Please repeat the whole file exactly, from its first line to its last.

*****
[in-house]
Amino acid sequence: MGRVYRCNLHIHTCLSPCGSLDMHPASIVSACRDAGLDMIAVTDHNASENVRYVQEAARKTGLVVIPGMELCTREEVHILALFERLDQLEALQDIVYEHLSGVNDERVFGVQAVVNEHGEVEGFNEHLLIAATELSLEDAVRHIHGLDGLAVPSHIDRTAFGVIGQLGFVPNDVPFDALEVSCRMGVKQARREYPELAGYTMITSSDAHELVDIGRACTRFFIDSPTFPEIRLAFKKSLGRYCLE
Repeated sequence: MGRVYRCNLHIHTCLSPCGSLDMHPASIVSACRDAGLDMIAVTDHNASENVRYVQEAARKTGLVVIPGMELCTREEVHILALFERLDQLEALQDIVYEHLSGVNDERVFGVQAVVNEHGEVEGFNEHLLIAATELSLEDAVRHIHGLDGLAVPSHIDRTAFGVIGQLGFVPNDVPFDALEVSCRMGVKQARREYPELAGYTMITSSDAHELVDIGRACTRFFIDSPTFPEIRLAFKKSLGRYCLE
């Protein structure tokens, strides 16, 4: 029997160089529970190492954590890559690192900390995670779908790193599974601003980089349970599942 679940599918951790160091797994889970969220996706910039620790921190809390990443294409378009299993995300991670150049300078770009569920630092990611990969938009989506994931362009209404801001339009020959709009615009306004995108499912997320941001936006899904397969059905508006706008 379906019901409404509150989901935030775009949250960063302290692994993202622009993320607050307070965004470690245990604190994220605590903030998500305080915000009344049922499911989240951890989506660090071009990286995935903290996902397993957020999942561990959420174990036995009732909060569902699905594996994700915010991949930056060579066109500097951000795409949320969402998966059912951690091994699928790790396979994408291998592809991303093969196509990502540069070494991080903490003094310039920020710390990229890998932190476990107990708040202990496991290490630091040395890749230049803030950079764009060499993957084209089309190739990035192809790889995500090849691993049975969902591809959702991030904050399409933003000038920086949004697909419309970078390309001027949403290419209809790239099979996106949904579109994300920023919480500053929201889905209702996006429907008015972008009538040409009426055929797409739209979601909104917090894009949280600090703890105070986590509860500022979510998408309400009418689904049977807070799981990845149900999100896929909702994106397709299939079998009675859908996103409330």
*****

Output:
[in-house]
Amino acid sequence: MGRVYRCNLHIHTCLSPCGSLDMHPASIVSACRDAGLDMIAVTDHNASENVRYVQEAARKTGLVVIPGMELCTREEVHILALFERLDQLEALQDIVYEHLSGVNDERVFGVQAVVNEHGEVEGFNEHLLIAATELSLEDAVRHIHGLDGLAVPSHIDRTAFGVIGQLGFVPNDVPFDALEVSCRMGVKQARREYPELAGYTMITSSDAHELVDIGRACTRFFIDSPTFPEIRLAFKKSLGRYCLE
Repeated sequence: MGRVYRCNLHIHTCLSPCGSLDMHPASIVSACRDAGLDMIAVTDHNASENVRYVQEAARKTGLVVIPGMELCTREEVHILALFERLDQLEALQDIVYEHLSGVNDERVFGVQAVVNEHGEVEGFNEHLLIAATELSLEDAVRHIHGLDGLAVPSHIDRTAFGVIGQLGFVPNDVPFDALEVSCRMGVKQARREYPELAGYTMITSSDAHELVDIGRACTRFFIDSPTFPEIRLAFKKSLGRYCLE
């Protein structure tokens, strides 16, 4: 029997160089529970190492954590890559690192900390995670779908790193599974601003980089349970599942 679940599918951790160091797994889970969220996706910039620790921190809390990443294409378009299993995300991670150049300078770009569920630092990611990969938009989506994931362009209404801001339009020959709009615009306004995108499912997320941001936006899904397969059905508006706008 379906019901409404509150989901935030775009949250960063302290692994993202622009993320607050307070965004470690245990604190994220605590903030998500305080915000009344049922499911989240951890989506660090071009990286995935903290996902397993957020999942561990959420174990036995009732909060569902699905594996994700915010991949930056060579066109500097951000795409949320969402998966059912951690091994699928790790396979994408291998592809991303093969196509990502540069070494991080903490003094310039920020710390990229890998932190476990107990708040202990496991290490630091040395890749230049803030950079764009060499993957084209089309190739990035192809790889995500090849691993049975969902591809959702991030904050399409933003000038920086949004697909419309970078390309001027949403290419209809790239099979996106949904579109994300920023919480500053929201889905209702996006429907008015972008009538040409009426055929797409739209979601909104917090894009949280600090703890105070986590509860500022979510998408309400009418689904049977807070799981990845149900999100896929909702994106397709299939079998009675859908996103409330």